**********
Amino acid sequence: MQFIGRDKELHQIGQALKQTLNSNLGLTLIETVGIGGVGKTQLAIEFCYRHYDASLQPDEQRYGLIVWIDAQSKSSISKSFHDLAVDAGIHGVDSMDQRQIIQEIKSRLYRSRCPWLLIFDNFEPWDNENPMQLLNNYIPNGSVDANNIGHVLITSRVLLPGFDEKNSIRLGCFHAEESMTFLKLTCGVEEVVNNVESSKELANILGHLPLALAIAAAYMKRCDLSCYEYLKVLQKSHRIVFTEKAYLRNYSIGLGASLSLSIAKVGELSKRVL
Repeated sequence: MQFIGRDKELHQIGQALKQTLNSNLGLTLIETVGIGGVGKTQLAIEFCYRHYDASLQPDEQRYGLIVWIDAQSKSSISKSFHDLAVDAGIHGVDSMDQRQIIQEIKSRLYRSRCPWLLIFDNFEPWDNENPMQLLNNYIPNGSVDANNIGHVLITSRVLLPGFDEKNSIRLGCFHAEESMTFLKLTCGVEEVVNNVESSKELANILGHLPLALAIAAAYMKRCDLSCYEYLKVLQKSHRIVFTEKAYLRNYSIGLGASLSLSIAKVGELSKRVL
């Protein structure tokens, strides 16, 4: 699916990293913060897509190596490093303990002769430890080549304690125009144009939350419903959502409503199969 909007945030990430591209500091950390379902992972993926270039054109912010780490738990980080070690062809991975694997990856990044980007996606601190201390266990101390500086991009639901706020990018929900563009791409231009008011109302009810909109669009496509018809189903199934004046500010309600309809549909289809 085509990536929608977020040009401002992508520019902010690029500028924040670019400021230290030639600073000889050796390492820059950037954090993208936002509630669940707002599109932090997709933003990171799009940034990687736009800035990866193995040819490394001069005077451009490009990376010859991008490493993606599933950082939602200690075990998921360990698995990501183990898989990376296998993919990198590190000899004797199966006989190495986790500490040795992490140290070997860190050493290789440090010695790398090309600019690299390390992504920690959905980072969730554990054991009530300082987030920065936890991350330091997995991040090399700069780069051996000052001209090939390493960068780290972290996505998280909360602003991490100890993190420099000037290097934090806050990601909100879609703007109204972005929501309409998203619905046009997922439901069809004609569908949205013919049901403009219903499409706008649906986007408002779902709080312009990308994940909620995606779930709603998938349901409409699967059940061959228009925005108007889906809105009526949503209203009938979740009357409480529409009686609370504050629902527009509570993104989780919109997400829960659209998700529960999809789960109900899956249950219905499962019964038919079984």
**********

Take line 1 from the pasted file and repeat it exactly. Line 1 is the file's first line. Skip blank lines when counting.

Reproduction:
Amino acid sequence: MQFIGRDKELHQIGQALKQTLNSNLGLTLIETVGIGGVGKTQLAIEFCYRHYDASLQPDEQRYGLIVWIDAQSKSSISKSFHDLAVDAGIHGVDSMDQRQIIQEIKSRLYRSRCPWLLIFDNFEPWDNENPMQLLNNYIPNGSVDANNIGHVLITSRVLLPGFDEKNSIRLGCFHAEESMTFLKLTCGVEEVVNNVESSKELANILGHLPLALAIAAAYMKRCDLSCYEYLKVLQKSHRIVFTEKAYLRNYSIGLGASLSLSIAKVGELSKRVL